Before we proceed to another topic, one small objection to the above is worth addressing. While the laws of physics indeed appear to proscribe the existence of consciousness, one might suppose that the biological sciences provide a sufficient supplement so that no new scientific (r)evolution is necessary. Establishing logical coherence amongst the manifold disciplines of science, as well as the other fields of human inquiry, is a subject the buckles of whose shoes I am hardly fit to unlatch, but towards which I have intended to dedicate my professional career. Suffice it here to note that the biological sciences suffer the same insufficiency as physics in respect to our concern. Both of them assume a naturalistic picture of organisms in which consciousness, in the sense above, finds no place. The biological sciences differ from pure physics only in that they attempt to provide a diachronic account of how consciousness could emerge from unconscious matter just as physics attempts to provide a synchronic one. If, however, it is indeed as the physicists have claimed since Galileo’s day: that secondary qualities have no place in objective nature, then it is senseless to conjecture a process whereby the experience of such qualities was gradually evolved while at the same time enlisting them to describe the unknown entities that preceded them. If, as Galielo wrote in The Assayer in 1623, and as developments in physics since that time have appeared to corroborate to an extreme degree (i.e. consider Eddington’s tables ), “that tastes, odors, colors, and so on are no more than mere names so far as the object in which we locate them are concerned, and that they reside in consciousness. Hence if the living creature were removed, all these qualities would be wiped away and annihilated,” then it is the height of contradiction to recount a story of how consciousness emerged from unconscious processes unless it is done without appeal to any of the qualia which ostensibly supervene on that very consciousness which has yet to emerge and which therefore “would be wiped away and annihilated” in any projection before that time. At most, such Darwinian style account would have to be treated as “a likely story of how evolution would have appeared to a being endowed with the same faculties of perception as the ordinary man of today if he or she could have been present at a time before the existence not only of him or her, but of the very principle of perception itself, had been evolved.”  It is an awkward country, to say the least.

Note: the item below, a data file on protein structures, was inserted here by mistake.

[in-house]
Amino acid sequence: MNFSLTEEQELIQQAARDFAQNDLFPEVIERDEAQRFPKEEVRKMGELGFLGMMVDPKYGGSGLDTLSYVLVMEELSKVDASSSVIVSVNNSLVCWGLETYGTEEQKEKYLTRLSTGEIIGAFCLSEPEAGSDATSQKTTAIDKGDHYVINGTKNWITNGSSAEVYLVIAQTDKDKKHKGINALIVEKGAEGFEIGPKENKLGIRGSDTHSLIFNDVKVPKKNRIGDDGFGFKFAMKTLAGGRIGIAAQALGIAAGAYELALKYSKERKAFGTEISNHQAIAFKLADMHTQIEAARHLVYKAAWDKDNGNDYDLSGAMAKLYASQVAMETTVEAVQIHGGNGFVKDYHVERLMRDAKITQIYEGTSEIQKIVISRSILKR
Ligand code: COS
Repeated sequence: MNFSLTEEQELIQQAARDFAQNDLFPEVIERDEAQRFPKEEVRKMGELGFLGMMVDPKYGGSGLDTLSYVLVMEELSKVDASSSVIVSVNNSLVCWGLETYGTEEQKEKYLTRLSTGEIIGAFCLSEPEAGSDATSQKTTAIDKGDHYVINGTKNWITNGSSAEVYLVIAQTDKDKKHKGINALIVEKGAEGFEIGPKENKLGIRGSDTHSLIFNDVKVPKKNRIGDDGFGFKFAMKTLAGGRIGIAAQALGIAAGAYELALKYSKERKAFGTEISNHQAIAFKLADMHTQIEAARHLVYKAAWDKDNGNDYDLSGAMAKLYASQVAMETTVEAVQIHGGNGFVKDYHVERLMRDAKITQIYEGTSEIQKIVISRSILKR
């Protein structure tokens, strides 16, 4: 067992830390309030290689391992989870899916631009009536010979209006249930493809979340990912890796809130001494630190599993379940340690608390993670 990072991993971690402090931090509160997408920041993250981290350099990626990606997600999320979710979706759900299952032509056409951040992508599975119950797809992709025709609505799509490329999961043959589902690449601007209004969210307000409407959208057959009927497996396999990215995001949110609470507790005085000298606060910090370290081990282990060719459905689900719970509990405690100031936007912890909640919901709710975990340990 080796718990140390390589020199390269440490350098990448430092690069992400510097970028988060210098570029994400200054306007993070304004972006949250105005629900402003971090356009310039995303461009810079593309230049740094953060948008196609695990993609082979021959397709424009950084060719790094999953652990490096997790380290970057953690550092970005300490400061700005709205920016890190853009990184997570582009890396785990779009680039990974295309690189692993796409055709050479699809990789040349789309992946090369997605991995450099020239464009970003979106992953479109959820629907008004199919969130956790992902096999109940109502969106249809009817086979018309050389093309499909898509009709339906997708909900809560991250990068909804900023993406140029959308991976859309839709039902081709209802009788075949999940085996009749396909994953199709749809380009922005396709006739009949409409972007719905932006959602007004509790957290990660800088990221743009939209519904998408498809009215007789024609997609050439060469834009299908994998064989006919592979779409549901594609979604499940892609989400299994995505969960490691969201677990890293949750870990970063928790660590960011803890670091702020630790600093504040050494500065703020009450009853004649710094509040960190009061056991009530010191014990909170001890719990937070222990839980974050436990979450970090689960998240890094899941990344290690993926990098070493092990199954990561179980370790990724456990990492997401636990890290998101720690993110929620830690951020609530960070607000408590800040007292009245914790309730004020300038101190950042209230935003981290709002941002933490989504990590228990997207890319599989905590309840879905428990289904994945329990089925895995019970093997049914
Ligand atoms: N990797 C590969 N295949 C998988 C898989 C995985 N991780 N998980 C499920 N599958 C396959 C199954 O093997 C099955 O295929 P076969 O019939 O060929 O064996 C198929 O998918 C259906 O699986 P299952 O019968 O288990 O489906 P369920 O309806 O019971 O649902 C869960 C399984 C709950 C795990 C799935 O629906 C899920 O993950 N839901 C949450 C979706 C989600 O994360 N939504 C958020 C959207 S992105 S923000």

Thus, whether in a synchronic or a diachronic scope, an account of consciousness in terms of what it is not will inevitably land itself in similar difficulties. The verdict of this inquiry to this point is that an account of this manner will not be forthcoming without sacrificing the meaning of its terms, and the latter seems tantamount to an evolution, if not a revolution, amongst the sciences. Even if a scientific revolution were in order, it would not be the first such event, and we hope humanity will survive with its Faustian spirit to ensure that it will also not be the last.
Special thank to Owen Barfield, Henri Bortoft, and Rudolf Steiner.
 Con (“with,” “together”) + crescere (“grow”), ab (“away from”) + trahere (“draw,” “pull,” “bring.”)
 It is feasible, though impossible to verify, that all things in the natural world are in some manner quantifiable, as St. Augustine and St. Thomas Aquinas interpreted the Biblical dictum, “Deus omnia fecit in numero, pondere et mensura,” “God fashioned all things in number, weight, and measure.” (Wisdom 11:21)
 “Idols in Newtonian space” is Owen Barfield’s phrase from Saving the Appearances (1957).
 Cf. section LXI of Novum Organum in respect to idols of the theatre:
The idols of the theatre are not innate, nor do they introduce themselves secretly into the understanding, but they are manifestly instilled and cherished by the fictions of theories and depraved rules of demonstration. To attempt, however, or undertake their confutation would not be consistent with our declarations. For since we neither agree in our principles nor our demonstrations, all argument is out of the question.
This is to say, of the genus of idols, the species is theoretical. The kinship of theatre and theory is easily overlooked.
 Cf. Barfield’s characterisation:
“[Modern consciousness] had clothed them with the independence and extrinsicality of the unrepresented itself. But a representation, which is collectively mistaken for an ultimate—ought not to be called a representation. It is an idol. Thus the phenomena themselves are idols, when they are imagined as enjoying that independence of human perception which can in fact only pertain to the unrepresented.” Ibid., 62.